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Friday, July 28, 2006

BSkyB – Leveraging the Power of Content

Free Cash Flow

In today's results to 30th June, Sky revealed it generated £563m of FCF in the year. This is after total capital expenditure of £212m (including £37m on LLU unbundling), but before £209m on the purchase of Easynet. Sky can easily afford it’s capital broadband plans of £250m over the next couple of years (£130m – fixed and £120m – success based). It can also easily afford the £290 of cash operating losses.

The scary thing for the competition is that the cash-generating part of the business is remarkably capex light. Sky only spent £212m on capex, of which £37m was on unbundling exchanges. Furthermore another big chunk of the capex (£38m) was spent on upgrading IT support systems which will be shared with the new broadband business.

Transmission Costs

One thing that should frighten the Telco’s is how cheap Sky’s transmission costs currently are: in 2006 they were £171m for the TV business which is flat year-on-year. Total transmission costs increased by £63m because of the Easynet network costs, which was only acquired at the beginning of January so yearly run-rate on the fixed network that Sky have acquired and building will probably be at around the same rate as the whole of the TV transmission, once the LLU build out is finished. If we conservatively just look at the DTH revenues, transmission costs are only 5.4% of revenues. If you consider the bandwidth that this delivers, this is an absolute huge advantage compared to DTT (Freeview), Cable or Copper.

Content Investment

Sky spent £1.6bn on programming – this is huge barrier to entry to anyone thinking of entering the content business, especially when you consider the Sky bundling approach. The spend on Sport is the largest chunk of this is an incredible £766m – how anyone else in the UK can compete with this is beyond me. Sport is obviously the cornerstone that drives Sky forward. Movie costs were £310m which is in absolute decline (down £33m y-o-y and the lowest figure for six years). News & Entertainment costs were £200m, an increase of £20m because of an increase in own cost & commissioned programming. Third party channel costs fell to £323m (a drop of £39m) and the third party channel cost per subscriber is £3.37/month.

The overall trend is what interests me: Sky is spending less with third parties and spending more on generating its’ own unique content, whether internal, (eg SkyNews) commissioned (eg SkyOne) or rights-based (eg exclusive Sports Rights).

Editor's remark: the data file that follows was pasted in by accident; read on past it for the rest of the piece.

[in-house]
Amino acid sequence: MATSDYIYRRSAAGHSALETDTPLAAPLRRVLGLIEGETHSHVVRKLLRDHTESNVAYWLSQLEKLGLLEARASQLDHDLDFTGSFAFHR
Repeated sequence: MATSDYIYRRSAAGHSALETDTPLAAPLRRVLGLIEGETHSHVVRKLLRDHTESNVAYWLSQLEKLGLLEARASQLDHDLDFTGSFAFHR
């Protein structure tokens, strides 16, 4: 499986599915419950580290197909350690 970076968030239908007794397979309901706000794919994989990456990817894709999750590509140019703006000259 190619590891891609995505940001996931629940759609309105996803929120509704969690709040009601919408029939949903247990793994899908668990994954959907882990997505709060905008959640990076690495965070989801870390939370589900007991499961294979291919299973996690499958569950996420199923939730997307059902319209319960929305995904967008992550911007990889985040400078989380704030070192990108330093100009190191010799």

Digital Penetration – core business growth

I don’t think Sky’s growth in its’ TV service is by any means complete:
- First – it is going to add new subscribers to Sky. Sky’s targets around 400k a year which is about £156m/annum at current ARPU rates. I don’t think this is a stretch at all and could quite easily grow the 500k per annum which would add £200m/annum

TV Homes w numbers

- Second – there is big upselling opportunities on the base – only 13% take up multi-room, HD has only just launched (again Sky are technologically in the lead) and there are the people who will upgrade the bundle (around 45% take Sports + Movies + All Channels)
- Third, additional revenue streams such as Advertising Revenue will improve as audience share improves. Wholesale content seems to be stable which they attribute to Cable losing net premium customers.
- Finally and this is where the telco’s will be really envious – Sky actually increases product prices on a yearly basis!

Once you add up all the elements you could quite easily see Sky growing its’ core business revenues at 5-10% per annum. Sky’s business model is also extremely leveraged so I can see profit and cashflow growing at a quicker rate (7.5%-15% pa)

This is a nice business before you add in the home telephony and internet business, both of which should increase the value of the TV business through increased customer loyalty. 1% of churn reduction is £50m/annum saving in customer acquisition costs.


It is obvious that Sky are placing a big investment in customer care and home engineers and I suspect they are building a “digital walled garden” – if you want the best quality, features and service join the Sky Club. Carphone Warehouse are obviously taking the “value” dumb pipe approach and BT will like to play the Sky game, but don’t have the content, but do have years of telco/internet experience lead and I suspect have a far more “less digital” customer base who love analogue TV and the BBC. I’m not sure where Orange is placing themselves or o2 once they join the playing field.

I am also sure that Sky’s EPG (Electronic Programming Guide) will be a critical differentiator in the Video camp. If Google is premier Gateway for information retrieval and MySpace is the premier Gateway for Social Networking, the Sky EPG will be premium gateway for video whether on the net or broadcast. This will be a bit asset in the future.

Murdoch Snr

Murdoch Jnr’s Dad gave an interview the other day and it is obvious that the BSkyB model will be replicated in Italy and the USA. His comments about commission rates for advertising on MySpace will have sent a shudder down the spine of Google. I’m almost sure that BskyB will not get any sort of exclusivity on Myspace content as it expands overseas. It is obvious that the whole of the Mudoch Empire is not thinking about convergence, but implementing it...

Personally, I think BSkyB is looking the strongest going into the UK BroadBand Wars.